Credit line
Purchase from Grosvenor Thomas
Object history
Bishop Jean de Bernieres (1278-1296) commissioned stained glass for the north transept. An image of the bishop still exists in glass in the north transept chapel. The style of painting and the construction method of these panels, including the V&A St Peter, indicate they were made in the same workshop.



The panel was originally located in the 2nd bay clerestory window of the north transept.



Glass repairs were made at Seés in 1817-18, 1827 and 1837.

There are records describing the medieval glass in the cathedral in 1860 and the St Peter panel is not mentioned. There are less complete reports from 1837 and the panel was not mentioned then. It is assumed that the panel was removed before 1837.
Historical context
This panel was made from a workshop cartoon. Several versions of the figure still survive in the cathedral.
Production
Originally from the east side of the north transept of Seés Cathedral.
Subjects depicted
Summary
This panel probably represents the Apostle St Peter. In the Middle Ages, images of saints depicted in glass, stone or wood, or painted on walls, could be identified by the attributes they carry. Jesus Christ gave St Peter the keys of heaven, so he is traditionally depicted holding keys. However, the clear, or white, glass used to make up the key in this panel is later in date, so we cannot be sure if the original glass depicted a key.



We can be sure that this figure was one of the Apostles because we know that it came from a band window in the clerestory (upper part of the main walls) of the north transept of Sées Cathedral in Normandy. There are still some stained-glass panels depicting Apostles there, and they are very similar in style to this one. Band windows are composed of panels of single figures sandwiched between areas of clear glass with painted details (grisaille glass).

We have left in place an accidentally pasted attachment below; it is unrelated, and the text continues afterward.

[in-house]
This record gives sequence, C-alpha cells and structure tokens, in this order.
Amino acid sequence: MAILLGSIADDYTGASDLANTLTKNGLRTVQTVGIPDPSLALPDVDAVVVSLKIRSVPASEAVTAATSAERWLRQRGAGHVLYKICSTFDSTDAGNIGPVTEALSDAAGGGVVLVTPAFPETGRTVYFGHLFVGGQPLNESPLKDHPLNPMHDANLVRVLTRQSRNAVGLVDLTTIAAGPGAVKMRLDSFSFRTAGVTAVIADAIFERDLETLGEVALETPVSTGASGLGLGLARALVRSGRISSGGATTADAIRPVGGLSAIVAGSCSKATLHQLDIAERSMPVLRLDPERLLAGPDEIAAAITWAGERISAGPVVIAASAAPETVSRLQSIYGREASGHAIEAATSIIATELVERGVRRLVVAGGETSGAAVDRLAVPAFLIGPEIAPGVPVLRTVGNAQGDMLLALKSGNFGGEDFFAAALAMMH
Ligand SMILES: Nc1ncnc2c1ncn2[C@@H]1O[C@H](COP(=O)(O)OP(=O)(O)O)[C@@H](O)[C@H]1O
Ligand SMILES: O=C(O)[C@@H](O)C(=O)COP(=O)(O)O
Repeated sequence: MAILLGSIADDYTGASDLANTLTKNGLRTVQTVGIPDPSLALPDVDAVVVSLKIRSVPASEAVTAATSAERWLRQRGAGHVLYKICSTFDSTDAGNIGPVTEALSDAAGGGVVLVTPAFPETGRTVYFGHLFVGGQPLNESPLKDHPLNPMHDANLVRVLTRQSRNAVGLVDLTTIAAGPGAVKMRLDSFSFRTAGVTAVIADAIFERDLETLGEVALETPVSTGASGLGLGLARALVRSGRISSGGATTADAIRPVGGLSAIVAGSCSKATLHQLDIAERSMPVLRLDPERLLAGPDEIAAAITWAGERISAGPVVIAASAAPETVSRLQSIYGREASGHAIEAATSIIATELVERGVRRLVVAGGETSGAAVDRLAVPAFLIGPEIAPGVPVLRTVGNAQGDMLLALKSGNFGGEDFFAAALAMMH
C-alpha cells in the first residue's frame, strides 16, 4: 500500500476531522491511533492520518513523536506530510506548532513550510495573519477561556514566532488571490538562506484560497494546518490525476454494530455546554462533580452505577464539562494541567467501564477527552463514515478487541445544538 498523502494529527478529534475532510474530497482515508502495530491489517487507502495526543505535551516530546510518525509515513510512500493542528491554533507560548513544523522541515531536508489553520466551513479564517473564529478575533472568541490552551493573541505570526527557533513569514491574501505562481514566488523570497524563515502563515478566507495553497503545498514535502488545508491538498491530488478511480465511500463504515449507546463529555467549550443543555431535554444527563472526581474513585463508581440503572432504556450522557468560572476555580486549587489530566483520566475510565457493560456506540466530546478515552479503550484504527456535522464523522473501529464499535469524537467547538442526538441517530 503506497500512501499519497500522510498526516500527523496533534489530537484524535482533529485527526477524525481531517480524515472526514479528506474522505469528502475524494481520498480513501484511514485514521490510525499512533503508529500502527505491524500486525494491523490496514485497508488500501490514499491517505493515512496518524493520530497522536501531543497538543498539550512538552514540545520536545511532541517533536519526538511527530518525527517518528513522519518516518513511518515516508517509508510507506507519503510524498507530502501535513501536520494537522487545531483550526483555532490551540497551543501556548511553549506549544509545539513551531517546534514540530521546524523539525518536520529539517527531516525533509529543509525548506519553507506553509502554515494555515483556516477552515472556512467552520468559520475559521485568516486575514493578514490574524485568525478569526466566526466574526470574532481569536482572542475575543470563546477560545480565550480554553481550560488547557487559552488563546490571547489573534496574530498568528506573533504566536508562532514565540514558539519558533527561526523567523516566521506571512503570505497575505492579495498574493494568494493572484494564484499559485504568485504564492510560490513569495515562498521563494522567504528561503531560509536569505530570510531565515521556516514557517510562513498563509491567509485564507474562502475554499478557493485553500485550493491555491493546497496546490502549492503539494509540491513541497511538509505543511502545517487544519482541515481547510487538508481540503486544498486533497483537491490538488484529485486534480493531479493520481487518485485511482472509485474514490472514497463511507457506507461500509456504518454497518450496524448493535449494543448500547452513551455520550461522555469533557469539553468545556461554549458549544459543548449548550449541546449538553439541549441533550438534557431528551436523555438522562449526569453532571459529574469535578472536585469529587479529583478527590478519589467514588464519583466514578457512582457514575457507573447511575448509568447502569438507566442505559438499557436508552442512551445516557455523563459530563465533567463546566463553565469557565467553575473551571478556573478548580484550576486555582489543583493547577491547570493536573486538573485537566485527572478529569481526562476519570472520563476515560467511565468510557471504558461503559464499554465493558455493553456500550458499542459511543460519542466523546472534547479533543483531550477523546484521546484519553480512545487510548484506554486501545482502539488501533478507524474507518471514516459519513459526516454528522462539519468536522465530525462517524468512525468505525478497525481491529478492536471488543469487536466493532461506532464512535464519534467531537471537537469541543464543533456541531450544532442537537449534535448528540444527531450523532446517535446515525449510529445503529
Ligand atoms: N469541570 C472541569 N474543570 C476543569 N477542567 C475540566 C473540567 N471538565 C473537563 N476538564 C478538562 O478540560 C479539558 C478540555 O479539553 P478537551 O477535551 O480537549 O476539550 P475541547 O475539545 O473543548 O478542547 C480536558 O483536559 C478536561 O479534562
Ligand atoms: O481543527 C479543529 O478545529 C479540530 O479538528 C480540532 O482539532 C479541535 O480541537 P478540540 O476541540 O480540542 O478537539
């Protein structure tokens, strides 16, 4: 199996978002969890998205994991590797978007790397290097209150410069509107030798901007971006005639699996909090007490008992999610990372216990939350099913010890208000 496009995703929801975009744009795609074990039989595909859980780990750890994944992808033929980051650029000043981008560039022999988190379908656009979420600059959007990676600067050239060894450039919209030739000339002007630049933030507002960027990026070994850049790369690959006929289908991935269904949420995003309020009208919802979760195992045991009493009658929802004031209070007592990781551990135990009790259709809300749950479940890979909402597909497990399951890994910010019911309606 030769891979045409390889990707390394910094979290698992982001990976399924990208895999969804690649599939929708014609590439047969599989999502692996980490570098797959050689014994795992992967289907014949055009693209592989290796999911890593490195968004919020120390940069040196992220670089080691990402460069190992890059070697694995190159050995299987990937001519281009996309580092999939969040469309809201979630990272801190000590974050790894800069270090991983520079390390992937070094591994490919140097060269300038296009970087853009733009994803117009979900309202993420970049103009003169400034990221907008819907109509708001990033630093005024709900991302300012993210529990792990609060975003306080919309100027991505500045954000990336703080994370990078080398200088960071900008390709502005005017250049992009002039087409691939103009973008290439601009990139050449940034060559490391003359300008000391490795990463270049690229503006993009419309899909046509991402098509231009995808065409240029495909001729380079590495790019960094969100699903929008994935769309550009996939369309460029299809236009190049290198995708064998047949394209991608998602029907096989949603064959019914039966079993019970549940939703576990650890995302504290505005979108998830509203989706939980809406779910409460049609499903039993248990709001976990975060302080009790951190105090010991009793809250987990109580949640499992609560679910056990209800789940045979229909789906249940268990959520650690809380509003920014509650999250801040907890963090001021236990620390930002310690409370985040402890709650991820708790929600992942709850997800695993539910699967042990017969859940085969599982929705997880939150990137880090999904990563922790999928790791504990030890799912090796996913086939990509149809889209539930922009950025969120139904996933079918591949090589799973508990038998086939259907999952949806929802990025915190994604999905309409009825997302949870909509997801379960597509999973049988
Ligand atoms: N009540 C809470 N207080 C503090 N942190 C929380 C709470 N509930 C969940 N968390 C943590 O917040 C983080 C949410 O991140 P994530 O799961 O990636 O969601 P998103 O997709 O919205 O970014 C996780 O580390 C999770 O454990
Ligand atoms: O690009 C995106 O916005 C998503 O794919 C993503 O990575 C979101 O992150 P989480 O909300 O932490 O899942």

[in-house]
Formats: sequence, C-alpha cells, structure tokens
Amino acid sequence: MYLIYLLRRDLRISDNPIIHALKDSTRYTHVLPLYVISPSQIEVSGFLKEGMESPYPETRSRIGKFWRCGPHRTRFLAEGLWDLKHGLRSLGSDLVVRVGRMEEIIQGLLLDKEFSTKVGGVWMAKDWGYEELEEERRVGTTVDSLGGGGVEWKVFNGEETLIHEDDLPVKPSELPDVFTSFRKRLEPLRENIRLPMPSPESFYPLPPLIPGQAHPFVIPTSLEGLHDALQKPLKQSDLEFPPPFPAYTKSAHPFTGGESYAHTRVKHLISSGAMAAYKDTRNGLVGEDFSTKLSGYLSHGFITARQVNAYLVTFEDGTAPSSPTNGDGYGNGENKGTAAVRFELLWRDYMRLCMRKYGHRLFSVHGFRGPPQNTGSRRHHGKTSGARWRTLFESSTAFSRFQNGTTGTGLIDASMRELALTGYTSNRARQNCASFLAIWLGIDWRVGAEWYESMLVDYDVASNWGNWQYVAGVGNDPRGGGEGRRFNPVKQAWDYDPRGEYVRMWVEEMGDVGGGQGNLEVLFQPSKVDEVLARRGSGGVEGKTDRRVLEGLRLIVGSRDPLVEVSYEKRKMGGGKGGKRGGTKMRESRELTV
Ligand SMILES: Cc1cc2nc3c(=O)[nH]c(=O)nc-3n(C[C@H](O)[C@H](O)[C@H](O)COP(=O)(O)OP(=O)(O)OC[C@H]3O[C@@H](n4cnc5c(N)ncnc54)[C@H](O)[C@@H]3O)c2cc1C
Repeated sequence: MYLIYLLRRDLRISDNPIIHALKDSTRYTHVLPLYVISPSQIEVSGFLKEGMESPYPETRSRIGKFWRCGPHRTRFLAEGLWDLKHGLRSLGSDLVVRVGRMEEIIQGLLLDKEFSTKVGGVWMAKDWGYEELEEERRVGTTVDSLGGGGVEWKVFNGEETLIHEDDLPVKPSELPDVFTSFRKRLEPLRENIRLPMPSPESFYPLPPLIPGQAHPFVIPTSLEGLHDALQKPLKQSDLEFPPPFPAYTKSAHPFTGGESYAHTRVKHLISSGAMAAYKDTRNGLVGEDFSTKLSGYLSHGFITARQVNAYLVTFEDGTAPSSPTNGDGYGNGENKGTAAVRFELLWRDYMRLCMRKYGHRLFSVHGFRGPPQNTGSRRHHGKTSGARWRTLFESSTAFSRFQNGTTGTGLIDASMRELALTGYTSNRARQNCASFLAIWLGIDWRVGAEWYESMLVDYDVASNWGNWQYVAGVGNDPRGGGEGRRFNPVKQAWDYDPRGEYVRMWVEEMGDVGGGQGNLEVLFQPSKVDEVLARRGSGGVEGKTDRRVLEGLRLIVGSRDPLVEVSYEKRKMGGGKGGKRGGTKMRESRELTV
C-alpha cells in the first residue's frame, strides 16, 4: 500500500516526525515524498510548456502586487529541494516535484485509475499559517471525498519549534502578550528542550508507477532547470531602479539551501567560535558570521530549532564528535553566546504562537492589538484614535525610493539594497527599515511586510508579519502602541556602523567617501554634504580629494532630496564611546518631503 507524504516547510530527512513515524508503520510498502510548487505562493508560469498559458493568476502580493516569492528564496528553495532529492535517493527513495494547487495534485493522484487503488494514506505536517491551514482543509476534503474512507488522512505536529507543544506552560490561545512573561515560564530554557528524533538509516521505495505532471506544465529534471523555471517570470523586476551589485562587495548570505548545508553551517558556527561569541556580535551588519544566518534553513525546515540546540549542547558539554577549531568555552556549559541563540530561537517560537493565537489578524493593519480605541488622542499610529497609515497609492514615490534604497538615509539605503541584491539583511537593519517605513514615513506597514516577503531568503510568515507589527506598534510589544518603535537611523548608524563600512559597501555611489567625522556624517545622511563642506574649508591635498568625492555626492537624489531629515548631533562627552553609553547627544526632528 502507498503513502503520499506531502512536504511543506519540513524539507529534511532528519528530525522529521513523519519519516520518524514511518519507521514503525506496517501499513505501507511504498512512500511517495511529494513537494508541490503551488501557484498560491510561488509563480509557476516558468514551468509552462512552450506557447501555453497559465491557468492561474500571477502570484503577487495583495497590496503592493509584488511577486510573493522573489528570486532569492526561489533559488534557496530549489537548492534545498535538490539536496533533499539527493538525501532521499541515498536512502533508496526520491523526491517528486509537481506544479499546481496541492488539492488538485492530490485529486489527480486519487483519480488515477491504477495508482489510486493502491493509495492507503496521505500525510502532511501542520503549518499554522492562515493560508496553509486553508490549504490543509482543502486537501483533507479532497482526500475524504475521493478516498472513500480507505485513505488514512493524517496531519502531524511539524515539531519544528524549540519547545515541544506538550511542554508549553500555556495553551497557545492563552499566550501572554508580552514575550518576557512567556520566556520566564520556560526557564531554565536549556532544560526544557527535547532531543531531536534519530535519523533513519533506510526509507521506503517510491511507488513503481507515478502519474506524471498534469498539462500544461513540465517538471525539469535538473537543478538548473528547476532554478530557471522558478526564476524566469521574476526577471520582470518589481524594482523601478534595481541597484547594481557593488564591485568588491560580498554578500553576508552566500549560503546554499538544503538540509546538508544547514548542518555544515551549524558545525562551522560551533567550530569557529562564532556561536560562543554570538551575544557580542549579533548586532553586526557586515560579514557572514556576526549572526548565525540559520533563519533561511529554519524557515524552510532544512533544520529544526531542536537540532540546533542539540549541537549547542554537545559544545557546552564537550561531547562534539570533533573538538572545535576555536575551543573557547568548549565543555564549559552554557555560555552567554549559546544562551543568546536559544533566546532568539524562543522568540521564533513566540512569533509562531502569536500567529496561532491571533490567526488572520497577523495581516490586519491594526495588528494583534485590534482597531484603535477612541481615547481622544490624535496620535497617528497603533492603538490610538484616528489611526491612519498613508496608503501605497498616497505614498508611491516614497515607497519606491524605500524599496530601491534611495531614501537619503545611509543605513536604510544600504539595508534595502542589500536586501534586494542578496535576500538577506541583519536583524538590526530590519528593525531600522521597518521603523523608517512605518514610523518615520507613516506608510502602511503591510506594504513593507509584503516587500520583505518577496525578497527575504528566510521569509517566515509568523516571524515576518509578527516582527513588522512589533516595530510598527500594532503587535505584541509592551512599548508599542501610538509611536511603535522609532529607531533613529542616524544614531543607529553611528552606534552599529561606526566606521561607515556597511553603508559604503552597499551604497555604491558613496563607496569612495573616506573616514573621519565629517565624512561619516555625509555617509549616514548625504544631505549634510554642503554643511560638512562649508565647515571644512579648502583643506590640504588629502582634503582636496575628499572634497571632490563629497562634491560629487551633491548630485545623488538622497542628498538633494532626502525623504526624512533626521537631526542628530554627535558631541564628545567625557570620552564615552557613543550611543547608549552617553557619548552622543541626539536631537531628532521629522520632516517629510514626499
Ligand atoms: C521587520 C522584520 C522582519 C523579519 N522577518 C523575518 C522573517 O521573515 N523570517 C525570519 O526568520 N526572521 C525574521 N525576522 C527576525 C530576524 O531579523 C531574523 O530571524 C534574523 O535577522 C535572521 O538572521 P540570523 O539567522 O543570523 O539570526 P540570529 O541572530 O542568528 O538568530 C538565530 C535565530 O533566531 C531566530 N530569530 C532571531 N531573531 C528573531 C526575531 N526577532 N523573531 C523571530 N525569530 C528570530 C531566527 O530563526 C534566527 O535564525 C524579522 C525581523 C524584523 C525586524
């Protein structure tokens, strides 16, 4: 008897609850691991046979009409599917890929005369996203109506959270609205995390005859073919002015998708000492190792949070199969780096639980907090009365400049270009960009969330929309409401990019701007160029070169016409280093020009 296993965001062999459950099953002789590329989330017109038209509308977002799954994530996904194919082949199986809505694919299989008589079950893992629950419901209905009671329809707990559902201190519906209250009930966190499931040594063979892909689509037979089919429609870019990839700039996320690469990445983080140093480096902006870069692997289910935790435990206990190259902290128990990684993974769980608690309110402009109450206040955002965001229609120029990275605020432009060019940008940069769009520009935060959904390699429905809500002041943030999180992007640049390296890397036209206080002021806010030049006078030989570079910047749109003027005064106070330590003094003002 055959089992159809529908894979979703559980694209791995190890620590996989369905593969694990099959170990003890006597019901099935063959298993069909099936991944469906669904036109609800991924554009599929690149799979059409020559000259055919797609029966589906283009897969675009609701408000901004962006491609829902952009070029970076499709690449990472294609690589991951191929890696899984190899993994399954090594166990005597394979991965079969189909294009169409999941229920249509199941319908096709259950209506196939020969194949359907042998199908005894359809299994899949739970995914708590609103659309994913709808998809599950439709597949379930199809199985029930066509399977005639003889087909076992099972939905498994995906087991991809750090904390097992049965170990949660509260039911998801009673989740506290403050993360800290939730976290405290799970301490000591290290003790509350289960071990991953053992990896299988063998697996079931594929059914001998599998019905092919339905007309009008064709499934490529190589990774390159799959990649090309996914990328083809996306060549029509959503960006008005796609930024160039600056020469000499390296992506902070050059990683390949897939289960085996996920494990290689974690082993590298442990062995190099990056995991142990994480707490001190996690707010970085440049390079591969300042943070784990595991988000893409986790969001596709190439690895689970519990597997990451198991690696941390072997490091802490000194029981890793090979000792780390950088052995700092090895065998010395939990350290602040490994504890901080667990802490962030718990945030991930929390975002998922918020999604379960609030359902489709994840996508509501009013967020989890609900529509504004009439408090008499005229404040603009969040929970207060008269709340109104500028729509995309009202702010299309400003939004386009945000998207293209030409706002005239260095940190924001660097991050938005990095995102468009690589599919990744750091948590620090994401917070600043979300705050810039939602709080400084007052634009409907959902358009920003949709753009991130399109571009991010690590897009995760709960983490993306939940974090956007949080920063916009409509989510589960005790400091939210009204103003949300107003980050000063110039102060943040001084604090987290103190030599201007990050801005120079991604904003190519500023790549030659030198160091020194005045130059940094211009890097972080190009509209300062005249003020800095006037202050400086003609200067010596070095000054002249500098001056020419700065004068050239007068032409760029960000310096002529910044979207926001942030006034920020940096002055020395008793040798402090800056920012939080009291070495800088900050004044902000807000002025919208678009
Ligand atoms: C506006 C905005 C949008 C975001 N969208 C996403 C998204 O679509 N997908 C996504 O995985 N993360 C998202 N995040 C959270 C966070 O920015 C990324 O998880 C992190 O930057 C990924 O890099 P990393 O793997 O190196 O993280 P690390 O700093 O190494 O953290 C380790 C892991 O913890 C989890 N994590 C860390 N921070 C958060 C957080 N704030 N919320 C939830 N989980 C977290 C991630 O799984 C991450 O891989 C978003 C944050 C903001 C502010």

Jean de Bernières, Bishop of Sées 1278–96, probably commissioned the windows. His image appears in a window lower down, in the north transept chapel.
Bibliographic References
  • Williamson, Paul. Medieval and Renaissance Stained Glass in the Victoria and Albert Museum. London, 2003. ISBN 1851774041
  • Lillich. M.P., 'A Stained Glass Apostle from Sees Cathedral.' Burlington Magazine, July 1977, pp.497-500.
  • Rackham, Bernard, A Guide to the Collections of Stained Glass, Victoria & Albert Museum, London, 1936, p.26
  • Lafond, Jean 'Les vitraux de la cathédrale de Seés', Congres archéologique, CXIe session (1953)
  • Lafond, Jean, 'Le vitrail en Normandie', Bulletin monumental, CXI (1953)
  • De Gaumont in Bulletin monumental, III (1837), p.337
  • Hilary Wayment, King's College Chapel Cambridge. The side-chapel glass, The Cambridge Antiquarian Society, 1988 (CerLib 1C58)
Collection
Accession Number
C.727-1909

About this object record

Explore the Collections contains over a million catalogue records, and over half a million images. It is a working database that includes information compiled over the life of the museum. Some of our records may contain offensive and discriminatory language, or reflect outdated ideas, practice and analysis. We are committed to addressing these issues, and to review and update our records accordingly.

You can write to us to suggest improvements to the record.

Suggest Feedback

record createdJuly 27, 1998
Record URL